Rethinking the Global Development Agenda: A 50-Year Perspective
The year 2014 marks the 50th anniversary of the establishment of UNCTAD, in June 1964.
For fifty years, UNCTAD and its member States have been leading efforts to promote more inclusive and sustainable development.
Presentations will compare the trade, debt and development challenges and possibilities considered most pressing at UNCTAD's birth, a half century ago, with the landscape that countries are facing today.
Today's forecasts for global trade and growth are low compared to prospects historically; but because country-specific goals and macroeconomic possibilities are more diverse, the multilateral environment is more fragmented.
Globalized finance and capital markets play a much more prominent and very different role, provoking both positive and negative implications. Jobless growth, rising inequality and greater insecurity stand in stark contrast to new growth opportunities associated with technological progress, increased trade and capital flows and emerging economic powers.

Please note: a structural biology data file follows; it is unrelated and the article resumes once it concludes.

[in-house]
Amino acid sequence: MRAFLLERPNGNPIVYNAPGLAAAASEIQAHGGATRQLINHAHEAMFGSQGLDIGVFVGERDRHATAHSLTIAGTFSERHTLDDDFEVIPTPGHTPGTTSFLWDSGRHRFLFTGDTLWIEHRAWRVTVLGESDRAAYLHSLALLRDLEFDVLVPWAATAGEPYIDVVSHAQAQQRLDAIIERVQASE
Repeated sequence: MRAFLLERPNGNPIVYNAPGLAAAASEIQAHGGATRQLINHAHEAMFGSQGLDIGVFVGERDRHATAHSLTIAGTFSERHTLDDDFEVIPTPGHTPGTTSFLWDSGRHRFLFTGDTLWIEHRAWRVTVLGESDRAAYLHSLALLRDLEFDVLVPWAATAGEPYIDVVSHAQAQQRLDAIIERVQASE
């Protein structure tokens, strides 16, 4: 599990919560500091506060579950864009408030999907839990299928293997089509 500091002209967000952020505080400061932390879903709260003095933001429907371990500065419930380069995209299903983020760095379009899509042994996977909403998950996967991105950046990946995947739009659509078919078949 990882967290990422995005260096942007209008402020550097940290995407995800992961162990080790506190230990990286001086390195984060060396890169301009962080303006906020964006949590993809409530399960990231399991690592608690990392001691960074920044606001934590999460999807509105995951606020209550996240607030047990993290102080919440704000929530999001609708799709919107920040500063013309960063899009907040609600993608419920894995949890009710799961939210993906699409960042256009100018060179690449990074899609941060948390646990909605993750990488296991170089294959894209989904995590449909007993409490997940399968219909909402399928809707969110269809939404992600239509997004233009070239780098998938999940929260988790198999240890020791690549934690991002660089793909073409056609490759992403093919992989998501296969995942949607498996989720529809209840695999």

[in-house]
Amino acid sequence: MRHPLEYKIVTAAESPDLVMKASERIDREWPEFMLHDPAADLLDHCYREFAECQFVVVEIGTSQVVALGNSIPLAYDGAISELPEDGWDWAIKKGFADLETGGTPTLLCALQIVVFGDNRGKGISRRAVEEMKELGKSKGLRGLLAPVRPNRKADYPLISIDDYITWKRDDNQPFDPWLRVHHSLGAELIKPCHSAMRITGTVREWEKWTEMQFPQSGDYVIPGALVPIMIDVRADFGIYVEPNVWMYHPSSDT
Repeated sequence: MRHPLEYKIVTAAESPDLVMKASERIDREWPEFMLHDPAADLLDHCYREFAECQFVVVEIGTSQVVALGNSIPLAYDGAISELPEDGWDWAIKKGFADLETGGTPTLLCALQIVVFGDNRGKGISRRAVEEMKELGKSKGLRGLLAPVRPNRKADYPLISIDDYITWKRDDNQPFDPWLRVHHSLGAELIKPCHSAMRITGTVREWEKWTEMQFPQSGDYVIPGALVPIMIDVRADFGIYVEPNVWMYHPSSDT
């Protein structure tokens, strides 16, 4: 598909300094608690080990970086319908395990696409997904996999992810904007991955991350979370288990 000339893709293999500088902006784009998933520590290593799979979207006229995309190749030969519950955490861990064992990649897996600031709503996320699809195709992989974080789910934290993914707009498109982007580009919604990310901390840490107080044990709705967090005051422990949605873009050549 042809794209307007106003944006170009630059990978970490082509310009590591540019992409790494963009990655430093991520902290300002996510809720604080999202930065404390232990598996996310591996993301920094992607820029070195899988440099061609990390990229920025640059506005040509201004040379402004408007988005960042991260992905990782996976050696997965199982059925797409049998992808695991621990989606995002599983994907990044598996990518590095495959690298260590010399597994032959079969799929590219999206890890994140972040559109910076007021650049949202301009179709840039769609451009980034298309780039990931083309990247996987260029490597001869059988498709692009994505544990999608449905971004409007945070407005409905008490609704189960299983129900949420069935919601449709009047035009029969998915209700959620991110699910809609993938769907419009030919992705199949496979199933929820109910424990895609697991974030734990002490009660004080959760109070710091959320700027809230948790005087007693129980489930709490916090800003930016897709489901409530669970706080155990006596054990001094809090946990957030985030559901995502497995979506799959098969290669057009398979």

Rising levels of public and private debt remain a concern given the financial stability that is needed for social and economic development, but new mechanisms for debt management can create fresh opportunities for borrowers and lenders alike.
Member States will be encouraged to share their experiences and views as we examine these topics through the lens of 50 years of inter-governmental activities, technical cooperation and research and development.
The aim of the courses is to give delegates from permanent missions an opportunity to become better acquainted with topical issues and developments on the international economic agenda as they are reflected in UNCTAD's work.
Participation and Registration
The secretariat invites permanent missions to nominate delegates who follow matters pertaining to UNCTAD or the World Trade Organization in Geneva to attend these courses.